I'll definitely check the ring gear for the for the sharp edge buildup you mentioned. I did handle the ring gear without a rag quite a bit but I didn't get cut or feel edge buildup. Tomorrow I will know that for sure.

Your right, it is 10.25 Sterling. I didn't catch the mistake until after I posted it. I tried to edit it but could only edit the message. That was my third time to retype the whole thing, I kept loosing it for one reason or the other. I know that "2" left my brain and went to my finger, but it never made it to the keyboard. HA!

I was thinking since your first post maybe I could lock the pinion in place and measure the movement of the ring gear. I just don't see me getting my hand and feeler gauge in the right place to check it.

I'll let you know more tomorrow. Thanks for all the help, Mike
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Old 05-15-2012, 01:32 PM
louisianajones louisianajones is offline
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Impish,
I checked the tooth pattern with white grease again knowing now more of what to look for and made a few of photos to post. The ring gear teeth depth measured .5" with my depth gauge. The ware pattern of the white grease measured .46". The rear end is upside down on my bench which may cause a little confusion. The forward tooth pattern is in the top of the photo. (inside the curve of the ring gear tooth.) The ware pattern still looks good to me but it's been 30 + years since I have done this.

There is no razor sharp or rolled edge on the ring gear teeth and the movement was very smooth to me.

Check out the photos and let me know what you think.

Thanks again for all of the help, Mike

PS. Sorry I haven't figured out how to attach a photo. I'll research it.
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Old 05-15-2012, 04:05 PM
louisianajones louisianajones is offline
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impish,
I did manage to build a bracket and mount it and my depth gauge to the housing and get a reading from the tooth movement of the ring gear. From multiple readings I got 0.011 to 0.0125 each time.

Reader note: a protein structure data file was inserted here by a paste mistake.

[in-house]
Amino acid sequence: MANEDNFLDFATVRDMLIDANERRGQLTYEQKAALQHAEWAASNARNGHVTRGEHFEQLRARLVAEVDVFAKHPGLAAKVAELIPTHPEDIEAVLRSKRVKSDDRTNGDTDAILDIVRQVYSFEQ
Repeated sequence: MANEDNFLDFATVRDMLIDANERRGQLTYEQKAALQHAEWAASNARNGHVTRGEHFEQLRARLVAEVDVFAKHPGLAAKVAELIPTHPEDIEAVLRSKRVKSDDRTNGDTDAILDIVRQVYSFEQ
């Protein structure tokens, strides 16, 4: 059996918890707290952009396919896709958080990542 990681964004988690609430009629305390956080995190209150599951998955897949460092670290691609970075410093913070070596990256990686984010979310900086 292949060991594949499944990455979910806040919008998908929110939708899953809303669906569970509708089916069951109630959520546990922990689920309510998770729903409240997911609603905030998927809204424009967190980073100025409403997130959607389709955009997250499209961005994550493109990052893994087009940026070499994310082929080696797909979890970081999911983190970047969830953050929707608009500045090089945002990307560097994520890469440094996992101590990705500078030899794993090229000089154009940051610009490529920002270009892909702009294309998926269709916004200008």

Looks like my sight / feel estimate wasn't very accurate. Not the first time!

I have tried the FAQ but the instructions didn't work for the photos. I may try a new thread as it mentioned, but don't have high hopes for it. If it does I'll post the new title here.

Thanks, Mike
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Old 05-16-2012, 01:37 PM
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To post photos it's easiest to use photobucket.com. Free hosting and you can creat private and public albums.

Good luck on the rebuild. Learning how to rebuild a rear axle and trans are top on my list.
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Old 05-17-2012, 11:23 PM
louisianajones louisianajones is offline
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83 Capril,
I think that probably the best way to go. I have been thinking about using one of the photo sights for my photography hobby. I just haven't made up my mind which one I would want to use. There is a lot of info and opinions about which ones are the best. Seems to depend on just what you need personaly. I just gota do it!

I got the rear end buttened up today and only need to finiah putting the oil in, paint it and rebuild the brakes. Shouldn't be a problem now as long as I didn't miss anything "IMPORTANT". I got the help I needed here (FTE) to check out the gear setup which is what I needed the most.

Thanks for everyones help, Mike

Last edited by louisianajones; 05-17-2012 at 11:27 PM. Reason: bad wording.
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Old 05-17-2012, 11:50 PM
impish impish is offline
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Usually......

Lou.... Usually, if the "feel" of rotating the gears is quite smooth, the contact pattern will not be way off; or, in other words, a way out of whack pattern will generally give a kind of scraping feeling when you rotate them, especially if little or no lubrication is on the teeth.

The reason for turning them by gripping the ring gear instead of the pinion end, or yoke, is that this requires 3 or 4 times more torque (actually, the gear ratio) applied to make them turn, thus, accenting whatever "feel" there is.

Sounds like yer on yer way! Good luck! impish
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Old 05-18-2012, 12:14 PM
louisianajones louisianajones is offline
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Impish,
Thanks again for all the insight as to what and how to look for things while checking the set up on my differential. It has given me the confidence to move forward much quicker than I would have on my own.

My weekend is already full starting today so I will get back to it by Monday and hope to have it ready to install next week.

I was thinking of connecting a large drill to the pinion nut and running it to check for leaks, noises, vibrations, etc. Without being able to load it with resistance it may not tell much, but for me it will be worth the effort. The real test will be on the road @ 70 and the resulting MPG I hope to get. Time will tell.

Have a great weekend, Mike

Last edited by louisianajones; 05-18-2012 at 12:16 PM. Reason: Wording
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Old 05-18-2012, 12:14 PM